Sobering take on the future of work.
By now, you must have read many radical takes on the future of work. Whenever I read these extreme predictions, two things come to mind—regression to the mean and Amara’s Law.
A layman’s translation of the statistical term regression to the mean is—what goes up comes down. Regression to the mean is not directly translatable to the remote work predictions. Still, a loose way to think about it is that remote work is being overhyped, and the majority of the companies will revert to working from the office once the pandemic is over.
Amara’s Law states that—we tend to overestimate the effect of a technology in the short run and underestimate the effect in the long run. You can apply this law to any recent, top of the zeitgeist phenomenon. In this case, replace technology with remote work.
One thing is for sure; remote work has become mainstream. Before the pandemic, remote work was the domain of heretics and hippies. These people were very vocal about it; few paid heed to their preaching. Now, they get to say—I told you so, you did not listen to me; it took a catastrophe to change your mind on something so obvious.
From now on, when anyone starts a company, not setting up an office and letting people work from wherever they want will be a valid, socially acceptable option. In the pre-covid world, it would have been diabolical to think along these lines.
Many companies will announce(already announced) permanent remote work(or remote first) and when problems crop up, think of reverting to the office. When things do not go as expected(which is bound to happen from time to time), leaders will search for a scapegoat, and remote work will be the easiest to blame.
Companies that revert to working from the office will face resistance from employees after some time. Initially, people might like going back to the office. It might feel like a good break after a long period of remote work. But, once you start spending a significant chunk of your day commuting to work, people will yearn for the days when they could work remotely from the cozy comfort of their homes, avoiding the mind numbing commute. Young people who socialize at work and can shift residences based on their office location might not have this problem, but people with families will reminisce their remote work period.
It will rain bonanza on developers who will have many choices to pick when it comes to where and how to work. If the work is remote, what prevents a foreign company(or a young foreign startup) from starting an overnight Indian(or any other country where there is a critical mass of talent) office where they can hire the same(or better) talent? All that is needed is a group of people working in the same timezone. Many do not even agree that the timezone matters. I predict a war for talent in India, and Indian companies will have to compete with increased pay scales(at least for the top percentile of the skilled folks) that foreign companies can afford.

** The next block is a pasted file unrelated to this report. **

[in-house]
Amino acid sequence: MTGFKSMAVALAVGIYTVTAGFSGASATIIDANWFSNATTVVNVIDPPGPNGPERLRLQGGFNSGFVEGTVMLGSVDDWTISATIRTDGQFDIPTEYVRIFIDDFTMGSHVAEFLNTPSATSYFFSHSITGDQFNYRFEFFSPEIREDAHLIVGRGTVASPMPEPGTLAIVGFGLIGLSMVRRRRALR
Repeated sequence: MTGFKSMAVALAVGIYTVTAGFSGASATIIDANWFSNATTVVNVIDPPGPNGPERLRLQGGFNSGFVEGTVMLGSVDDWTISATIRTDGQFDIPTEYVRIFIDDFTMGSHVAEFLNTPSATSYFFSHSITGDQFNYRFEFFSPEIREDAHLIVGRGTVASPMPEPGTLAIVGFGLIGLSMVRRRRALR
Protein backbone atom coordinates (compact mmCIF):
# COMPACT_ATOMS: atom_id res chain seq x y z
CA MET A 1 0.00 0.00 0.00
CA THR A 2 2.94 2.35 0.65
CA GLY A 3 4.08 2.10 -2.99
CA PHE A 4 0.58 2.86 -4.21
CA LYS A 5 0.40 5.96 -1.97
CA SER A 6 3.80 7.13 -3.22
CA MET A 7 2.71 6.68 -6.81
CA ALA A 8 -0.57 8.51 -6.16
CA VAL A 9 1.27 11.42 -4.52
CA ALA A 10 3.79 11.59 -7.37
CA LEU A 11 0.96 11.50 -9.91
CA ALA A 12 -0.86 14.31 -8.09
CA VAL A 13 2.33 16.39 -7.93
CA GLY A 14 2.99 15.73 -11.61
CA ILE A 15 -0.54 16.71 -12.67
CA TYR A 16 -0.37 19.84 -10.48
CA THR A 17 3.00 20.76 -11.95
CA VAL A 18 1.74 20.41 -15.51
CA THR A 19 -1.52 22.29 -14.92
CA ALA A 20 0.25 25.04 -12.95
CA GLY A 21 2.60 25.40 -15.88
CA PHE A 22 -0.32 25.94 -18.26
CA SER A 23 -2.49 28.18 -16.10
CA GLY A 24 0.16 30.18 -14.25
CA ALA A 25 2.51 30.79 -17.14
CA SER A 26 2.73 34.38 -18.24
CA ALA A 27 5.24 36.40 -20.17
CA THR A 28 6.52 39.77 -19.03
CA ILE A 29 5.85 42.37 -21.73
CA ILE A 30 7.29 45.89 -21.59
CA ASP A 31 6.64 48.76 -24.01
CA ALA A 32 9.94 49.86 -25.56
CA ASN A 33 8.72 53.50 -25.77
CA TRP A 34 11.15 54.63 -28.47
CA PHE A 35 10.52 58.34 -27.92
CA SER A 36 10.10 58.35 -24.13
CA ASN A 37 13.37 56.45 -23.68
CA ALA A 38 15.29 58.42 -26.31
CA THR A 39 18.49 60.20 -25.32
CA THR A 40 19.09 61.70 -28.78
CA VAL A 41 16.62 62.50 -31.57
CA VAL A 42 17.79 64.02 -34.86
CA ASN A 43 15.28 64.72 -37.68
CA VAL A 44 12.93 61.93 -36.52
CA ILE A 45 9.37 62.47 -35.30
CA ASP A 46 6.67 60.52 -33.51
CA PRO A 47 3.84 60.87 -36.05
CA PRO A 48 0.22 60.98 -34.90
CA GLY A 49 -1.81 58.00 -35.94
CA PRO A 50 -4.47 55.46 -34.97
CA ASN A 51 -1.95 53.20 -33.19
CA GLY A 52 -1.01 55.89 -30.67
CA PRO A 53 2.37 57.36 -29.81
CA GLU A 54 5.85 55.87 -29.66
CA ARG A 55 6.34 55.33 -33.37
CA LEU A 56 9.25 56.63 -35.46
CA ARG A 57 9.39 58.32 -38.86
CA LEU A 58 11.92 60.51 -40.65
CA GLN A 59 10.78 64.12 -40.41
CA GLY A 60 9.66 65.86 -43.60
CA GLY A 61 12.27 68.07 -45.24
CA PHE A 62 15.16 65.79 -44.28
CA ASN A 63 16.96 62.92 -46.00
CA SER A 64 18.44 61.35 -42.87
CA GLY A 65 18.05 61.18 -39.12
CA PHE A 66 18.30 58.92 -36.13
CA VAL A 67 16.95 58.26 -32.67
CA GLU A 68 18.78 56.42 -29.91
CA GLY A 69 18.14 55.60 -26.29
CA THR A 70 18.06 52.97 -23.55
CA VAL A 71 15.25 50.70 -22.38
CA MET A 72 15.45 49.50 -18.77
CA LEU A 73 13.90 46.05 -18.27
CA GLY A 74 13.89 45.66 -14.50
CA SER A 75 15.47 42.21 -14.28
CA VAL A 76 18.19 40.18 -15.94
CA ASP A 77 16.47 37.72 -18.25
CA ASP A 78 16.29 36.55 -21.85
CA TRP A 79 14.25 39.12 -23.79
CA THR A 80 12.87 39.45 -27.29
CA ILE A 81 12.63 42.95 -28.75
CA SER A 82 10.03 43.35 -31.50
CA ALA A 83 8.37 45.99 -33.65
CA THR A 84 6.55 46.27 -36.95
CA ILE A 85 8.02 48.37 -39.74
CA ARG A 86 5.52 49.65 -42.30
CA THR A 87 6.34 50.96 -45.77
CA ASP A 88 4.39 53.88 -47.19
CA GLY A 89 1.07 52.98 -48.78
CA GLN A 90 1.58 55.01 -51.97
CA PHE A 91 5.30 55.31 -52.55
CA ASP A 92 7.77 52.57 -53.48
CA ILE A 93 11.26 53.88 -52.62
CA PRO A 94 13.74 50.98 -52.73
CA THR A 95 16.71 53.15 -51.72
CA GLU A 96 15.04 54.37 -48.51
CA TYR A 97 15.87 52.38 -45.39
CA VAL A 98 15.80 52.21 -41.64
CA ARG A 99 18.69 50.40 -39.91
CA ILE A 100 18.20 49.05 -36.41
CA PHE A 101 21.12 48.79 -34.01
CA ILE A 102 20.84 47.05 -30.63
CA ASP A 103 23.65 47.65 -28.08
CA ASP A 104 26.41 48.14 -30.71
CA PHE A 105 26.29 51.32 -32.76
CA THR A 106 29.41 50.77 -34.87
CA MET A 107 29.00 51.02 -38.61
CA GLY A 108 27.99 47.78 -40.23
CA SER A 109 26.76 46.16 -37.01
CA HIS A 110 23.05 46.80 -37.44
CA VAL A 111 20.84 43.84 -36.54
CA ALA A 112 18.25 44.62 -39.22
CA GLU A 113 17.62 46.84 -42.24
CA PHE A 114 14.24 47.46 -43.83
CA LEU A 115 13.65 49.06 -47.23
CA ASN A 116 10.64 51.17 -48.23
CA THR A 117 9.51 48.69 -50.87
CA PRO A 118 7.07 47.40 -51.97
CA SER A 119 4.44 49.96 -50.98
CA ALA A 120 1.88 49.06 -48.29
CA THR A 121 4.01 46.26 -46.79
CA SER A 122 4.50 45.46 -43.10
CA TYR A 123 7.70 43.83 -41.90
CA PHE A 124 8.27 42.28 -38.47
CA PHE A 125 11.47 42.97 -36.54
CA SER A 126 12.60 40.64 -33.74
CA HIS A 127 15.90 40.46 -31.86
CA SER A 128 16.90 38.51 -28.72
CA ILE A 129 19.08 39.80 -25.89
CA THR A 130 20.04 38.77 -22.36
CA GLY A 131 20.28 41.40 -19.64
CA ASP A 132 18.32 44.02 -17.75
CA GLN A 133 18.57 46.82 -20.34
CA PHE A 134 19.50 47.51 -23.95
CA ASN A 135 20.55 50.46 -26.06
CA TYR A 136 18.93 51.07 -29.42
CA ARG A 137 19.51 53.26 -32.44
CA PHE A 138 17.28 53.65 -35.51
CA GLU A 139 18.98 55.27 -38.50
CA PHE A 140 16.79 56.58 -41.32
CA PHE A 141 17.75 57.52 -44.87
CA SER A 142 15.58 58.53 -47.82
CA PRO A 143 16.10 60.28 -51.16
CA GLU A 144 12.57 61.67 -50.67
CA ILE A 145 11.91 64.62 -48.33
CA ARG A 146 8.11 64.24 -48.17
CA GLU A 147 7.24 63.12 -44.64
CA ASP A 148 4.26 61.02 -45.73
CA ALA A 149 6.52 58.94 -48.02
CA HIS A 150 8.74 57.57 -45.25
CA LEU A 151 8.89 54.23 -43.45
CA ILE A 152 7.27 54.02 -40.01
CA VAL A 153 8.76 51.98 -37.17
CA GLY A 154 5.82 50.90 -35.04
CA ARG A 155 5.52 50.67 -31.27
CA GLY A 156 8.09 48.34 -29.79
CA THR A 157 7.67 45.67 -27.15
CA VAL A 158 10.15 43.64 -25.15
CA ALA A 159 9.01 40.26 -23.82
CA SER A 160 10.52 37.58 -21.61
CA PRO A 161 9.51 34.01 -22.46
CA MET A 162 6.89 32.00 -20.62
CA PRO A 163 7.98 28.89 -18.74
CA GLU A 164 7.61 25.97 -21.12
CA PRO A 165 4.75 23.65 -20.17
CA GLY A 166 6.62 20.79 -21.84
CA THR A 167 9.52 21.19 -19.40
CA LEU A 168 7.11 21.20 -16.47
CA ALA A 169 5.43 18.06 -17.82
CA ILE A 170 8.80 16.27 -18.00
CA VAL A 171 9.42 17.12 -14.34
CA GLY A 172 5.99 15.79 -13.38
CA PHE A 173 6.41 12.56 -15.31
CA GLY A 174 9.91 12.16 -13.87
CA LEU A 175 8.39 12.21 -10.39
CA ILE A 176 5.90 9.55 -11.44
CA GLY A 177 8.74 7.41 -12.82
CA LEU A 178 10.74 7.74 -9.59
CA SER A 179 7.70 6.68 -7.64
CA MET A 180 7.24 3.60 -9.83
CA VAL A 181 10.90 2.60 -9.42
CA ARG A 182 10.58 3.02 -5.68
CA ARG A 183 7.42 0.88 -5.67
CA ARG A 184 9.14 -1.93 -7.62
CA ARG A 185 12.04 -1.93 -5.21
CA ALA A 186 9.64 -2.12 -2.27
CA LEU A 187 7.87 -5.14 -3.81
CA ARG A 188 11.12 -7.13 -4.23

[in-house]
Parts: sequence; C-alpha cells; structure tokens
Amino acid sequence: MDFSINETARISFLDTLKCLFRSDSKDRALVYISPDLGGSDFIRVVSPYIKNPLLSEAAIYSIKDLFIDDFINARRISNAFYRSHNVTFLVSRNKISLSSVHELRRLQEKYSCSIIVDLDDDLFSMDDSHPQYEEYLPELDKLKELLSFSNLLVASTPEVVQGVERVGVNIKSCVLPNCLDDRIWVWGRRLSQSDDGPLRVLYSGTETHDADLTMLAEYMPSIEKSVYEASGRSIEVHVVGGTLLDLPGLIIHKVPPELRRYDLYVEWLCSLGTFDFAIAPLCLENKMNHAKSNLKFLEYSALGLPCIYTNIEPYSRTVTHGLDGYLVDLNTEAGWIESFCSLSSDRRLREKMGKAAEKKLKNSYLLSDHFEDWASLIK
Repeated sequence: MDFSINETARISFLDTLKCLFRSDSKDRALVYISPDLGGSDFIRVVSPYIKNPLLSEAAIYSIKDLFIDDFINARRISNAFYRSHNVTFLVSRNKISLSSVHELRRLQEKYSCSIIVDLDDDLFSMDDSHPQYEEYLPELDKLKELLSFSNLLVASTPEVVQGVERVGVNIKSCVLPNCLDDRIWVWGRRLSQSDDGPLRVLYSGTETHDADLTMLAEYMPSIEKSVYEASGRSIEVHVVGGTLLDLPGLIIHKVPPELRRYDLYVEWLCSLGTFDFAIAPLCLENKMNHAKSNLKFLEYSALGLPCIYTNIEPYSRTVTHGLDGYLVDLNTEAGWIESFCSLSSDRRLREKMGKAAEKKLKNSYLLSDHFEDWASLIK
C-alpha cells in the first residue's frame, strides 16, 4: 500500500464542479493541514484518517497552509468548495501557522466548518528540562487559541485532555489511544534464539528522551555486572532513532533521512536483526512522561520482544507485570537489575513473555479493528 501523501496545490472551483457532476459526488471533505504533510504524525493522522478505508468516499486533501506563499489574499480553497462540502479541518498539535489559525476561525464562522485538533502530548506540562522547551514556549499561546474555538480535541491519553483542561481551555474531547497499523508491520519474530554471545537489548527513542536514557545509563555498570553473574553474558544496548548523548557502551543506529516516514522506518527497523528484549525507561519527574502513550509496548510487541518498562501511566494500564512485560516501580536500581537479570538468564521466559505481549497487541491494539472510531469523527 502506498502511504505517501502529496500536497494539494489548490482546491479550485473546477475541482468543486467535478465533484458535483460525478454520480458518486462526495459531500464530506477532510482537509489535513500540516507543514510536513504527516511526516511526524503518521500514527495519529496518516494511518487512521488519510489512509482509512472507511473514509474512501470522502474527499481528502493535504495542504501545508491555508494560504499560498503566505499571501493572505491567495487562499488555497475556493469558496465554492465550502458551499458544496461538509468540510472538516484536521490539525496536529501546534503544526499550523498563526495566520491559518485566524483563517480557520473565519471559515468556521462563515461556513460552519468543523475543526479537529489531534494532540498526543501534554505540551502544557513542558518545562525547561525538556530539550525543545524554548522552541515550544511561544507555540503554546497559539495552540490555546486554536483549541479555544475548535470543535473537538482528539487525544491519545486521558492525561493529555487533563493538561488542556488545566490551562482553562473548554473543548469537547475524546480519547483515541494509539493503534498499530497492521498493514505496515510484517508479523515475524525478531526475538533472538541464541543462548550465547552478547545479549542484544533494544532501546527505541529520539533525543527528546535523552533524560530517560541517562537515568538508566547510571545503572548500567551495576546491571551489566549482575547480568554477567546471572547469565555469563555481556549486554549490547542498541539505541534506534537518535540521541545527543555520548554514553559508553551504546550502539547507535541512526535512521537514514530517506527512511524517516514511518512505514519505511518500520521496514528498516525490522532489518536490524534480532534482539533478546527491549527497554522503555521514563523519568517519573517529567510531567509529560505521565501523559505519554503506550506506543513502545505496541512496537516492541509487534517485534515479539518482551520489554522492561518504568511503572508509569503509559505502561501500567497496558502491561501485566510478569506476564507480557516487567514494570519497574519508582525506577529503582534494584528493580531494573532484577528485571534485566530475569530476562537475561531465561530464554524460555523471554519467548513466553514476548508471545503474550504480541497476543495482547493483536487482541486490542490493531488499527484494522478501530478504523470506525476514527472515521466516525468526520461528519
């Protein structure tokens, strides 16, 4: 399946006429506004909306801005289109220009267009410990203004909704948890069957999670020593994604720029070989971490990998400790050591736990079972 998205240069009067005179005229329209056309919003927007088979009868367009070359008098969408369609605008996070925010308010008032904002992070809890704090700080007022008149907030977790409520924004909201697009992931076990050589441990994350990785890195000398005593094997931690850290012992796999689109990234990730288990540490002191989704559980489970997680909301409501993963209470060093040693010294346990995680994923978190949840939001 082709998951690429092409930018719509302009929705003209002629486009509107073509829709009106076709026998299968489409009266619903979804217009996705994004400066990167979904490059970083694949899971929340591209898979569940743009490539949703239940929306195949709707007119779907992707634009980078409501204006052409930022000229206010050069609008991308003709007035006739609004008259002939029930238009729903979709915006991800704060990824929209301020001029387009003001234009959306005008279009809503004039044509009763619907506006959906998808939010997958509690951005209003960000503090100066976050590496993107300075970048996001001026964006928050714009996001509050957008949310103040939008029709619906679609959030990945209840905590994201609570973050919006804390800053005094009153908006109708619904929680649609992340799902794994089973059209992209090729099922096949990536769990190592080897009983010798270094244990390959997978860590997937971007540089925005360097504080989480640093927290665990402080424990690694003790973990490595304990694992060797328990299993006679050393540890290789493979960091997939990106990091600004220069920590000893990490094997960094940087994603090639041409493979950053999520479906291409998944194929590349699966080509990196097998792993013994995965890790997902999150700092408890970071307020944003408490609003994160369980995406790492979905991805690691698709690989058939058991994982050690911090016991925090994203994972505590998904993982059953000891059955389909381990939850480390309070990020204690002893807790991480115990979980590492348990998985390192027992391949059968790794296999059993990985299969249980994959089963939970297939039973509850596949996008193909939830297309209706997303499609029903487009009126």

At the cost of stating the obvious, companies opting to go remote will be able to tap a diverse talent pool, which is excellent for companies and employees. Remote work will help in alleviating the stress on tech-centric cities.
People fresh to work will be at a significant disadvantage when compared to tenured folks. It is tough to remotely re-create the mentoring that one would receive when physically sitting next to each other; freshers need this the most. Tools might be able to bridge this gap; it will be interesting to see.
People will self-select their employment. Some folks rely on the environment(office) to motivate them to get things done; they feel more productive in an office. They cherish the human connection that stems from working with their co-workers in the same physical space. These people will find it tough to work remotely for long periods. Hence, they will opt for companies that have a robust physical office culture. Remote work favors those who are intrinsically motivated and can self-manage. Such people will naturally gravitate towards remote work.
Remote companies will have to invest in processes, tools, and written communication. While working in the office, you can get by without these, but it is impossible to do it in a remote setting; it becomes dysfunctional. Even though it is easy to institute these, entropy is the way of the world—people will veer off this path unless someone is continually reminding them. If you invest in processes, tools, and written communication, you can eliminate middle management—bullshit jobs might reduce as a side effect.
Some believe that physically working together is essential to do great work; that is where the magic happens. Some are vocal about remote work and believe that it is a significant productivity booster; letting people work on their own time and terms is the future. Ultimately, the stories that the leader believes in will shape how a company operates.
Image by InstagramFOTOGRAFIN from Pixabay
2 thoughts on “Future of work”
Nicely written 😁
Wonder if those who are settled in foreign countries would return to India and work in say US, UK or Canada timings 😁.
Would be interesting to see this ….
Thank you, Jayesh!